"B in B" was court slang for "Black in Blaine," Blaine being a St. Paul suburb notorious for pulling over black motorists under the thinnest possible pretext for the sin of having driven through their fair city.
Sandra and her colleagues on the Court routinely threw out those convictions resulting from Black in Blaine arrests, but by then huge damage had already been done as folks were dragged through the court system, their lives upset and their venial sins magnified. I'm afraid that same damage is still being done to Americans of color in too many communities across our nation.
I thought about this question a lot in recent months, as case after case of police killings of unarmed black men filled the news. And I was particularly disturbed when I saw a video of a little boy, just 12 years old, shot to death by the police for proudly displaying his new BB Gun. When I was a boy having a BB Gun was just about the greatest thing any fella could have. Hell, I still have a BB pistol I play with occasionally.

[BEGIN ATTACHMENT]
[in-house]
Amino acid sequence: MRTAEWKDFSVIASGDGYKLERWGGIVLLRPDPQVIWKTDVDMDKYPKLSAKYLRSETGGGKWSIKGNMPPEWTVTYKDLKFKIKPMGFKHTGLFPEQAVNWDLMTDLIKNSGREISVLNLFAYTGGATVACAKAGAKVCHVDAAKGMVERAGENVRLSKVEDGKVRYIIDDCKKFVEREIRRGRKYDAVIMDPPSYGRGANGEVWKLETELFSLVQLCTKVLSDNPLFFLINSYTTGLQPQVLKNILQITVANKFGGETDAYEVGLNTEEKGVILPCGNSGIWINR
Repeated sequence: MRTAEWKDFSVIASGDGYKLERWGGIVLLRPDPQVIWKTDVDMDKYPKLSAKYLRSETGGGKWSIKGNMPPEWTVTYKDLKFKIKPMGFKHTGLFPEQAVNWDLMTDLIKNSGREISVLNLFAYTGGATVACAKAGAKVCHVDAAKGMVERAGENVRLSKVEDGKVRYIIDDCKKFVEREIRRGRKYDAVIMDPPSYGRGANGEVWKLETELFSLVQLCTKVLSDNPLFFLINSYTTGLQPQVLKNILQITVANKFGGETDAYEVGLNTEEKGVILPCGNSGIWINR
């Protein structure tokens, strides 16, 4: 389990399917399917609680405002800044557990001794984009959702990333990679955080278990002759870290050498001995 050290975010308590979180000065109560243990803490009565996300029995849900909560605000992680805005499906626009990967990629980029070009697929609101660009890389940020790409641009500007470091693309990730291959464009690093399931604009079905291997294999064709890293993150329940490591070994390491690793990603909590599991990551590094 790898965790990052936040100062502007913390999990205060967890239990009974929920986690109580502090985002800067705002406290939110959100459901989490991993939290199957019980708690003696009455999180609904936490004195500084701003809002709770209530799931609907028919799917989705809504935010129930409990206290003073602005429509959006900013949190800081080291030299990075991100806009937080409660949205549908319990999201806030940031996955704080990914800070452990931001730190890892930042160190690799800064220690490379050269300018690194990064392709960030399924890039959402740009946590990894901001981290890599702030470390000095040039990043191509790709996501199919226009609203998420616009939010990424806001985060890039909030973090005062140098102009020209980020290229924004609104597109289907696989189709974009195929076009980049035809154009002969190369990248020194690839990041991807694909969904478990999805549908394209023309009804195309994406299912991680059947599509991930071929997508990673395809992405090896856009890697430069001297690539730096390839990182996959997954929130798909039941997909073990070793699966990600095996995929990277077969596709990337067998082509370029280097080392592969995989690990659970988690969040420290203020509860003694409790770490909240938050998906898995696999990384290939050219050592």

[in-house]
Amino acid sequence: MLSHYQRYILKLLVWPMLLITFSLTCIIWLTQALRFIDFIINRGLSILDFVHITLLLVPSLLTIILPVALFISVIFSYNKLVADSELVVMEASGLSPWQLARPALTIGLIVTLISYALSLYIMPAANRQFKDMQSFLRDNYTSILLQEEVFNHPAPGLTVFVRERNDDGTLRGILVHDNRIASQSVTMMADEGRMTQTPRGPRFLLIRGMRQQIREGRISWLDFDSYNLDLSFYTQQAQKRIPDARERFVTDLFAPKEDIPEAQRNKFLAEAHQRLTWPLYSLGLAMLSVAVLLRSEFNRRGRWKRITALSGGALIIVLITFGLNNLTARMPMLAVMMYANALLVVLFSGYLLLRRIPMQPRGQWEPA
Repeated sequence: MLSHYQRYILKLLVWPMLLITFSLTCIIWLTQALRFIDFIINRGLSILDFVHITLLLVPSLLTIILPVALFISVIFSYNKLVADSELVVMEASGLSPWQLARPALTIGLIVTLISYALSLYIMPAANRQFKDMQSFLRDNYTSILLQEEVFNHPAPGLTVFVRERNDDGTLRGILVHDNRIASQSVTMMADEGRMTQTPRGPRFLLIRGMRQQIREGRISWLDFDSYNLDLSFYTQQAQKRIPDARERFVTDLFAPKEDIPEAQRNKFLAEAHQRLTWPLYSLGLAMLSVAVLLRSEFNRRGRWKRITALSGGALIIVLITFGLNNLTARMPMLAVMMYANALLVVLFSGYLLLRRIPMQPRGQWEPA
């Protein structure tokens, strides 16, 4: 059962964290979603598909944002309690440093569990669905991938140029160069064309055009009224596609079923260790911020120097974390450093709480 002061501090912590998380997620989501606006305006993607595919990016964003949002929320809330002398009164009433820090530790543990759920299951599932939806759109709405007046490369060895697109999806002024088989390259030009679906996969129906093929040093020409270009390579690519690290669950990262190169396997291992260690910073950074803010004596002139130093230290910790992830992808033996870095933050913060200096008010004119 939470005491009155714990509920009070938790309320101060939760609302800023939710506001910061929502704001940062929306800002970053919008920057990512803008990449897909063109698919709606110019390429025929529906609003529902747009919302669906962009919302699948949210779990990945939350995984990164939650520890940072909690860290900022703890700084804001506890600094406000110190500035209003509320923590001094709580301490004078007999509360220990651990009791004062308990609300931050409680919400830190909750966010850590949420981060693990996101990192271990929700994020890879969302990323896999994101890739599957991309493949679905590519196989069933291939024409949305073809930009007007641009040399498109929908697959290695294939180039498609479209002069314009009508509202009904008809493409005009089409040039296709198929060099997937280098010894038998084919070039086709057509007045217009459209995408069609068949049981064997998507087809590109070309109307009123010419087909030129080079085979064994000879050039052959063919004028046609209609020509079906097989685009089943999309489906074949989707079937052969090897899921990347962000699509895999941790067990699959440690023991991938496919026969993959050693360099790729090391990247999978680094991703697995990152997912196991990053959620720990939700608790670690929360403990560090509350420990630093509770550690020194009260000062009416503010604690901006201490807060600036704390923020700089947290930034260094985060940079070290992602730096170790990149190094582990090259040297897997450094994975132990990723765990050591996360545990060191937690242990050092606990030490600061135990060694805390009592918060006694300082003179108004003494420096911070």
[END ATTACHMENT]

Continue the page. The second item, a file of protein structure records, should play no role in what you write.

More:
An old friend of mine, Joe Quinn, was a District Court Judge back in Minnesota. We had lunch one day after Joe had been on the bench for several years. "The most frustrating thing about my job" he explained, "is that most of the defendants in my courtroom are really there for the crime of being poor."
If you're poor it often comes down to something like this: you are pulled over while driving your car because one of your brake lights is out, and found to be driving without proof of insurance. You haven't fixed the taillight and don't have insurance because you have a lousy job that doesn't pay worth a damn, and can't afford it.